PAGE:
Dr. Lee Jarvis explains the focus of the University of East Anglia’s masters degree in International Security.
The academic field of Security Studies was once famously summarised as ‘the study of the threat, use and control of military force’ (Walt 1991). Why, in other words, do countries go to war with one another? What, if anything, might be done to prevent this (and – crucially – by whom)? And, how do new technologies – such as drones – affect the ways in which war is fought? Questions such as these have been central to discussions of International Security for a very long time. They go back not only to the formation of International Relations as an academic discipline in the early twentieth century, but also to the canonical writings of philosophers and theorists of warfare, violence and politics such as Carl von Clausewitz, Thomas Hobbes, Machiavelli and Thucydides.
While understanding war remains vital to any engagement with the key dynamics of international security today, two issues are worth bearing in mind here. The first is that war itself changes dramatically over time. Most conflicts today are fought within, rather than between, countries; many belligerents within these conflicts – terrorist groups, private security corporations, criminal gangs – are not countries at all; and much of the harm caused by contemporary wars is suffered not by professional soldiers, but by civilians – in terms of body counts, internal displacement, refugeeism, and human rights violations and so forth. To study military conflict successfully, then, we need to take these changes seriously as well as the differences between different types of war. The second issue worth reflecting on is that the most pressing security threats faced by the majority of people around the world today are not linked to the threat of war at all. Instead, they are a product of other causes of harm such as poverty, famine and malnourishment, disease pandemics, environmental degradation, domestic abuse, or inadequate access to education and healthcare. This is why many contemporary perspectives on International Security argue for a ‘broader’ approach to this topic that goes beyond the activities of states and their militaries. In making these arguments, approaches such as feminism, post-colonialism and Critical Security Studies also force us to think far more carefully about what ‘international security’ actually means, how it might be achieved, whether it is possible, and whether it is actually even a good thing.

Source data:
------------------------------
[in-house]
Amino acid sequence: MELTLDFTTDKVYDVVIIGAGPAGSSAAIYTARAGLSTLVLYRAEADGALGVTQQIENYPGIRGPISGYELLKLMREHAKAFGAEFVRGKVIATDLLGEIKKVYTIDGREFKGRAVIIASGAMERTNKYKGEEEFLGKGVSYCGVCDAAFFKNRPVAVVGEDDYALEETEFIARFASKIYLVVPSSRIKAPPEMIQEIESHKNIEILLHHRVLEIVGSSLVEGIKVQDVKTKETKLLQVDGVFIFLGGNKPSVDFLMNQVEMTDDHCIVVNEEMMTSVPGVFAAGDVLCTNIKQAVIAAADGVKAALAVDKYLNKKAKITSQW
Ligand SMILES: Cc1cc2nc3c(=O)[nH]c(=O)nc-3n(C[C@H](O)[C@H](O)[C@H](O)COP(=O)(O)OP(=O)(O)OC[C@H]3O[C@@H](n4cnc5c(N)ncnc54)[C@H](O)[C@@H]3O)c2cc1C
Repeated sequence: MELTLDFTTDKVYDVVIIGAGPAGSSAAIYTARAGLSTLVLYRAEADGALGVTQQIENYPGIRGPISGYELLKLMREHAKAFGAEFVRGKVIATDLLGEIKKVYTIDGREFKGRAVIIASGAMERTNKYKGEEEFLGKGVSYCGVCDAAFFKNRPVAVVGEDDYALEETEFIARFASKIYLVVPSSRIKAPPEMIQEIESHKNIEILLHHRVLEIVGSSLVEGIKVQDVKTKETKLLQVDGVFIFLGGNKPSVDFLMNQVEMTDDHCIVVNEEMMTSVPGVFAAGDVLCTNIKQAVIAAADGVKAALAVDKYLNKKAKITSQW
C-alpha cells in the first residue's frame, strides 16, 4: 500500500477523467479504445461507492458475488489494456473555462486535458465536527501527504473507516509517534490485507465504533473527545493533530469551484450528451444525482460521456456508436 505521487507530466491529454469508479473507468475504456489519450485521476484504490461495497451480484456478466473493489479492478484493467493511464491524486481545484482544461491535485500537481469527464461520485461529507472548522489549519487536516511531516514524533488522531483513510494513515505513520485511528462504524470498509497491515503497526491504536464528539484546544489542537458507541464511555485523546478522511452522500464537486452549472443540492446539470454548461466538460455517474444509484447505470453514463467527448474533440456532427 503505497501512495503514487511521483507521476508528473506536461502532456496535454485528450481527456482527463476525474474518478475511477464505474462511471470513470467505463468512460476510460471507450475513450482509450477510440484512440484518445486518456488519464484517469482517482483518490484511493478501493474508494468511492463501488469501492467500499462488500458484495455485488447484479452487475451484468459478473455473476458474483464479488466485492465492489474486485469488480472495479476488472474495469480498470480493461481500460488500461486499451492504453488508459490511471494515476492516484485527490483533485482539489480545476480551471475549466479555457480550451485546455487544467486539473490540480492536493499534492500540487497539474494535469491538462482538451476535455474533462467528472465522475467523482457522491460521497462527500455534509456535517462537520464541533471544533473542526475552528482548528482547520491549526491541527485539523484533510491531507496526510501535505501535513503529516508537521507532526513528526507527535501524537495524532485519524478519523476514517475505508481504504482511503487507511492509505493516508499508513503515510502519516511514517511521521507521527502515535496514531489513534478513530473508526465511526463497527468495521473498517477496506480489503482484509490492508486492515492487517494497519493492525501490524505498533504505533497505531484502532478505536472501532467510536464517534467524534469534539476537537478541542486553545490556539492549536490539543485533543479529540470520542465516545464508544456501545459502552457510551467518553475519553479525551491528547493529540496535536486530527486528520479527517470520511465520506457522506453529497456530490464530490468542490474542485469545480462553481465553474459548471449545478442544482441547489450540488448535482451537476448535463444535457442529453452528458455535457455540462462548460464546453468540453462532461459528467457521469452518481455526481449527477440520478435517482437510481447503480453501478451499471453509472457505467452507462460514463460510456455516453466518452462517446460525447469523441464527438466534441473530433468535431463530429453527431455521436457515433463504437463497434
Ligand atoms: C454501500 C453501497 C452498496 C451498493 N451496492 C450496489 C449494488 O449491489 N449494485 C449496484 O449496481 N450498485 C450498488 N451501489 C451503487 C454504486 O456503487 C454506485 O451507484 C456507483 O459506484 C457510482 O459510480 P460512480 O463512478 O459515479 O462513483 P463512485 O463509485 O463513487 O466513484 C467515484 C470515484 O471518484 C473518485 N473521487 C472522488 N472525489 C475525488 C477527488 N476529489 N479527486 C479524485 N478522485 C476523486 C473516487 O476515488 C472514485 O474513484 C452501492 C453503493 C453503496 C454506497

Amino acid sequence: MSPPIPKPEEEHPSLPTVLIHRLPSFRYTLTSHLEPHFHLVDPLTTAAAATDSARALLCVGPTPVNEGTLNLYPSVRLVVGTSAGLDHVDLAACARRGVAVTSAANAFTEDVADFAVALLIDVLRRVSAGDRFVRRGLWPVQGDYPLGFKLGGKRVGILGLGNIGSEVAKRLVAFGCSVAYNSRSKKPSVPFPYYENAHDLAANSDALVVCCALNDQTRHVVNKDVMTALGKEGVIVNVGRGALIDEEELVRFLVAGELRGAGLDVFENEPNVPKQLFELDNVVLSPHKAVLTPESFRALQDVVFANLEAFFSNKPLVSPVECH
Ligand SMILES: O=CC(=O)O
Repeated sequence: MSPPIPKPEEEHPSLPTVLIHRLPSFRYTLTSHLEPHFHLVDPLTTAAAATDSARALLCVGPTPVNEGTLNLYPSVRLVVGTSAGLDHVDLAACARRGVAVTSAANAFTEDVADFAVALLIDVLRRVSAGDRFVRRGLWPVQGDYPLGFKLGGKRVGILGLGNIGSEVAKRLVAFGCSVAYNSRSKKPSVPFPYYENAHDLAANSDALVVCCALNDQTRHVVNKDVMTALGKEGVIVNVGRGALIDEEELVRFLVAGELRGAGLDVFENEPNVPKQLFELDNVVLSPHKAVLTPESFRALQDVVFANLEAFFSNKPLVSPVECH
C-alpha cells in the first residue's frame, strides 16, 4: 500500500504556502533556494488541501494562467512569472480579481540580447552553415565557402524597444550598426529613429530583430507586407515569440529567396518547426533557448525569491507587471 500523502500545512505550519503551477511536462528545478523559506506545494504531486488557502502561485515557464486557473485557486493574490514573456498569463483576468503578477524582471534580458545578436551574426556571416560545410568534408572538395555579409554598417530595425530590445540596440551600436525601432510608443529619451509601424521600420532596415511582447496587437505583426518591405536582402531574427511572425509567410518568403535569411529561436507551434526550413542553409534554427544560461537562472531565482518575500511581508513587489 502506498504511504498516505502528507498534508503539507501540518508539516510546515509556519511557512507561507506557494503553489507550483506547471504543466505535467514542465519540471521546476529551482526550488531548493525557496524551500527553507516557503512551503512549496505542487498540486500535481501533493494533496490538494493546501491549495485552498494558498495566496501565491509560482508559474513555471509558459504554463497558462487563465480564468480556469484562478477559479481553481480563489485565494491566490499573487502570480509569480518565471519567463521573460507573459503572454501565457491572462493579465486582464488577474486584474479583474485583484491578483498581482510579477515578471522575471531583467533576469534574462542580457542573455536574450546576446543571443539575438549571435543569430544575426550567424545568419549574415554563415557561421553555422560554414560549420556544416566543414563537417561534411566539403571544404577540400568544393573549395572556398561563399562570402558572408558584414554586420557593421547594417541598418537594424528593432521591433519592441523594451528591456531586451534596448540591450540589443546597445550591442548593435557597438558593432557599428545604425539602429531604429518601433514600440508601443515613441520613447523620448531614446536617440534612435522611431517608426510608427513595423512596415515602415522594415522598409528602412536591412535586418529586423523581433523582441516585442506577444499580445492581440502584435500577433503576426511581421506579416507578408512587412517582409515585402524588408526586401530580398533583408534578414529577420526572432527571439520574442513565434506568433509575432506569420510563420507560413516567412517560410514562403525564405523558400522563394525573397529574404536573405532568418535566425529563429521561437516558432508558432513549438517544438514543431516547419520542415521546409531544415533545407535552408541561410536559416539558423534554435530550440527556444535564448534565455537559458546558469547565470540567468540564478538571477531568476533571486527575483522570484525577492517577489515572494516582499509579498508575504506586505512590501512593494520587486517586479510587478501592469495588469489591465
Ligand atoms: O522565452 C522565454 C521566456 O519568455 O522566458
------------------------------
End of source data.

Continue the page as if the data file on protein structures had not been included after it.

Our Masters degree in International Security introduces students to these and related controversies. Over the course of the year, we grapple with a range of contemporary security issues – from climate change through to war and non-state terrorism – and engage with a diversity of theoretical approaches that might help further our understanding of these and other issues. Students on the course are able to take part in simulations to learn about the mechanics of diplomacy and statecraft, to participate in small-group tutorials based on detailed readings of seminal texts, to take part in screenings, seminar discussion and debate, and to write a detailed research dissertation guided by an academic supervisor. Students have access to a wide range of optional modules, and to a vibrant academic community that includes expert academic staff with a range of interests that span security, foreign policy, conflict and warfare.
If you would like to know more about the MA in International Security please take a look at our website here. Alternatively, feel free to contact the course organiser, Dr. Lee Jarvis on email@example.com.
Lee Jarvis is a Senior Lecturer in International Security at UEA, and organiser of the MA in International Security. His books include Security: A Critical Introduction and Cyberterrorism: Understanding, Assessment and Response.